In line with Google’s mission to organise the world’s information, Google has deemed it necessary to take over running of the Olympic Games, starting at Rio 2016. The Google Organising the Olympic Games (GOOG) Committee is committed to delivering the best user experience for everyone involved in the Olympics, including but not restricted to the sponsors and other international brands. GOOG is determined to stage a mostly athlete-centred Olympic games, whilst retaining a significant focus on legacy and/or sustainability.
Google will determine the winner of each race based on their clear athlete guidelines:
- Competitors must compete ‘naturally’ – compete as hard as you can, without competing so hard that it looks like you cheated.
- Do not under any circumstance pay for performance enhancements, but if you do, make sure it looks like you haven’t.
- Any competitor, regardless of ability, may however pay Google directly; in which case the highest bidder will succeed.
- Athletes may gain a competitive advantage by changing their name by Deed Poll to the name of their specific event (e.g. ‘Men’s Synchronised 10m Platform Diving’) – this is considered a strong indicator to Google that you are good at said event.
- Similarly, if other competitors refer to you by the event name rather than your real name, Google may reward you. Google may also punish you however if this happens too often or by people that Google does not deem worthy.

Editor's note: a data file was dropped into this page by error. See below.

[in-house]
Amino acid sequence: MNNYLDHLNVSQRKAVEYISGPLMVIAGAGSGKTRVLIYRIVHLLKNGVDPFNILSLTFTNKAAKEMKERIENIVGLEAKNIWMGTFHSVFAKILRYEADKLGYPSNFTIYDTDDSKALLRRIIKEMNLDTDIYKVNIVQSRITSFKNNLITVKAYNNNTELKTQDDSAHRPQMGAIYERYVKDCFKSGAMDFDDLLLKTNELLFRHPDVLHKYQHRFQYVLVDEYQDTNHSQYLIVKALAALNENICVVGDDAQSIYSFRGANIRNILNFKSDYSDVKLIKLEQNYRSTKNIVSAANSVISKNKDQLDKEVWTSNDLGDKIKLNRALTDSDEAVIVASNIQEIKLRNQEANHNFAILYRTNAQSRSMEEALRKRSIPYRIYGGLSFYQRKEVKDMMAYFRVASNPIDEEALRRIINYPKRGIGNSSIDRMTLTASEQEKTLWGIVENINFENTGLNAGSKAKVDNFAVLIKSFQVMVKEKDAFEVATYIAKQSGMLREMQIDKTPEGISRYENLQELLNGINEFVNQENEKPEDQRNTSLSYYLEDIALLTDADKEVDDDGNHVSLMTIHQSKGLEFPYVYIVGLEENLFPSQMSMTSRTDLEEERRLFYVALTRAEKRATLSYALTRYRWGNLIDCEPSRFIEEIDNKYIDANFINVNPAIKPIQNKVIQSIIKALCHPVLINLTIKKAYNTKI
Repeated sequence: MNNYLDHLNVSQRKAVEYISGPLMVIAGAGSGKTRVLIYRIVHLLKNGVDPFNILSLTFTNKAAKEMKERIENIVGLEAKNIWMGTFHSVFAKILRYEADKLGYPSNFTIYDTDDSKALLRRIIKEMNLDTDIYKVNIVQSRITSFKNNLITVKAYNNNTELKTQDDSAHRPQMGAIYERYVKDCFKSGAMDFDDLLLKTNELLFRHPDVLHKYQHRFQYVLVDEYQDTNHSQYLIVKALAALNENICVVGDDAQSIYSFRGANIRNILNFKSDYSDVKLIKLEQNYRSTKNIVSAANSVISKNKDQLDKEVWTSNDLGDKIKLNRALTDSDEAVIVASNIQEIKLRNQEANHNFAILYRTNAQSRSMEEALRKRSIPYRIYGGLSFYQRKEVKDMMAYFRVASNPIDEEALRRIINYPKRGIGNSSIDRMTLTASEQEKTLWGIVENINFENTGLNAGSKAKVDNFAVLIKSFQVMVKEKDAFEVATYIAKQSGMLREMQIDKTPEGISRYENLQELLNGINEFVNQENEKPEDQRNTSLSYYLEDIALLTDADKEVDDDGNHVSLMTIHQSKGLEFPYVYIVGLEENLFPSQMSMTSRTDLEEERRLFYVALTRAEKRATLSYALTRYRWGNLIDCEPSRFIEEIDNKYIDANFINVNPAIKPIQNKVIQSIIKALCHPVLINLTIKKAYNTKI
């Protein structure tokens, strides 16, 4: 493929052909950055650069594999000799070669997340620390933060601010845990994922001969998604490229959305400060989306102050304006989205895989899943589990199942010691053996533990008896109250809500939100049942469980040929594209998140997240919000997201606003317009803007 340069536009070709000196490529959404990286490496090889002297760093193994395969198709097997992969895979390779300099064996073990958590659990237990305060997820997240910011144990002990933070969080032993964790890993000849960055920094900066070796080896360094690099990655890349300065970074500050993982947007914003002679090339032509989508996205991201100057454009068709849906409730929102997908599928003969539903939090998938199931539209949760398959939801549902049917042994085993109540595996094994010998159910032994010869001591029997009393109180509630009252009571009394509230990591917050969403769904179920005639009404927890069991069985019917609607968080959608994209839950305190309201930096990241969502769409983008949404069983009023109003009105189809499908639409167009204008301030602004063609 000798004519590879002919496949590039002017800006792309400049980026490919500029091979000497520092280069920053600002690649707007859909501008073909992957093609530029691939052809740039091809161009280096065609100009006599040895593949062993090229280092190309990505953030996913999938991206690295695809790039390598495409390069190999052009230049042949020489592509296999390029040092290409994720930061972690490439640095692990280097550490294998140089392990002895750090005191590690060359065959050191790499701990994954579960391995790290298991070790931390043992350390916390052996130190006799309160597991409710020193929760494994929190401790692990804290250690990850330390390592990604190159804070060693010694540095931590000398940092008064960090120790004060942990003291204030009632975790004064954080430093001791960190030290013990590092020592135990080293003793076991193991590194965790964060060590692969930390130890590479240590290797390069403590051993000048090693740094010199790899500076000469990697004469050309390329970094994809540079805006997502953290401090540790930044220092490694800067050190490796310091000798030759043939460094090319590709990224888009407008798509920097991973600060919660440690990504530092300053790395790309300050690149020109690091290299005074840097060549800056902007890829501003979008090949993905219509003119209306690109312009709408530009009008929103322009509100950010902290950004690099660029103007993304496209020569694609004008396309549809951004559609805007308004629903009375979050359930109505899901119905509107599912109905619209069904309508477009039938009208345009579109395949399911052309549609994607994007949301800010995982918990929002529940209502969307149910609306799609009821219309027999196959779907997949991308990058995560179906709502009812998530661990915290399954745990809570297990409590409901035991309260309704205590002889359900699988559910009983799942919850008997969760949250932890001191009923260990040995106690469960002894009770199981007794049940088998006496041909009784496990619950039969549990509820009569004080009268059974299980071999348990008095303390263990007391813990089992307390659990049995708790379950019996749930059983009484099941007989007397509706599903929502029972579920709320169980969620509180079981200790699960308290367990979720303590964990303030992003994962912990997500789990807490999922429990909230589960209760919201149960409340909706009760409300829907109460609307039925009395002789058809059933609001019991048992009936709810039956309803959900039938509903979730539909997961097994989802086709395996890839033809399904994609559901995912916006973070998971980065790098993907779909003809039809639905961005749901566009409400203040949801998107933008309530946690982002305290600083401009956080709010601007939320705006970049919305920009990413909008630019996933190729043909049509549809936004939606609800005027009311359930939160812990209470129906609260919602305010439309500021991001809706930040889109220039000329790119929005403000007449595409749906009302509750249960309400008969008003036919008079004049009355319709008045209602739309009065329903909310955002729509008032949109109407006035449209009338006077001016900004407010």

- In some events the winners will be predetermined by Google.
- At all times, in all competitions, you must wear a white hat.
- Any athlete found to have secretly worn a black hat may be ejected from the competition at any moment.
- Competitors are encouraged to attract sponsorship, however displaying too many sponsor logos may result in elimination.
- Competitors may not Tweet, Like or ‘Pin’ photos of the events, but sharing via Google+ is highly encouraged.
- You may find at any stage that a competitor teleports in front of you – this is normal, and definitely not a result of said competitor paying for performance enhancements.
- In some events, Google may decide to enter their own team, who will always win.
- At any stage during the competition, a large black and white animal may land on your head. This could be deemed to be your fault, and as such you may be disqualified.
- Competitors that appear to have won may find they have been disqualified without notice.
- Competitors who may have taken performance enhancements in the past may receive an email notifying them of ‘unnatural speeds’. They either should or should not take action because of this.
- If another competitor has copied your exact performance, this could be deemed to be your fault and may result in a penalty.
- Rules may be changed at any point, even during a race.
- Athletes looking to fine tune their performance may contact an external training agency, although they may choose to contravene all of the here-stated rules.
- For any competitor that finds themselves disqualified, they may submit their appeal to Lord Cutts, who may choose to get back to you, but may not.
By participating, watching, talking about or hearing about the Olympics, you give Google the rights to all of your personal information to use however they wish.
This is a guest post by Patrick Hathaway, who is in-house SEO for promotional gifts companies Ideasbynet and Yes Gifts, and is currently promoting his rather cynical view of the Olympic sponsors via this interactive infographic: Advertise to a Generation